The voting public does not see the national broadband network as a waste of money despite largely negative media coverage, a new study by the Institute of for a Broadband-Enabled Society (IBES) at Melbourne has found.
Surveys conducted for the Framing the NBN paper [PDF] by University of Melbourne and Swinbourne University of Technology researchers found respondents predominantly welcomed the NBN and felt it would be of personal benefit to them.
More than two thirds of those surveyed had a positive attitude to the NBN, according to the paper. Respondents also believed the NBN would improve the digital economy and social equity, and did not think the network was too expensive or a waste of public money.
While Australian Labor Party voters were the most positive about the NBN, with 79 percent in favour of it, the researchers note that 58 percent of National Party supporters also approved of the project.
Liberal Party voters were the least positive about the NBN at 48 per cent; the Liberal cohort also had the most responders with a negative opinion about the NBN.
The high positive rating is reflected in the proportion of survey respondents who said they would connect to the NBN: according to the researchers, 54 percent of those asked said they would hook up to the broadband network.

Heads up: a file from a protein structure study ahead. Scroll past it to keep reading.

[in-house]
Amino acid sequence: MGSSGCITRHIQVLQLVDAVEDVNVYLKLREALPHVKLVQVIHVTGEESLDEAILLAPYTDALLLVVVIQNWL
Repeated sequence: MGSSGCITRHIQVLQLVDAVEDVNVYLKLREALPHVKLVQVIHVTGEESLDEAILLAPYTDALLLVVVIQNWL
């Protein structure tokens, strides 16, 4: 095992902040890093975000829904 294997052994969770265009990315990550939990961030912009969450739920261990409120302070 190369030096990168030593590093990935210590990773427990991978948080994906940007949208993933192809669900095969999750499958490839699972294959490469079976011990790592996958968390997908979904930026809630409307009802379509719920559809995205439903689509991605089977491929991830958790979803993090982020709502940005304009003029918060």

While most who took part in the survey believed internet access was important for their daily lives and thought themselves to be heavy users, most were happy with their current home service.
Those surveyed said they gleaned information about the NBN mainly from newspaper reports which the researchers note were "overwhelmingly negative", focusing on network rollout delays and the perceived high cost of Labor's fibre-to-the-home variant.
This, the researchers say, contradicts the strongly positive public attitude towards the NBN and warrants further investigation.
The researchers used an online survey of 2180 people to work out broad trends in public attitudes towards the NBN and also carried out 25 interviews of different households. They also analysed 1060 articles from News Corp and Fairfax newspapers The Australian and The Age on the NBN.
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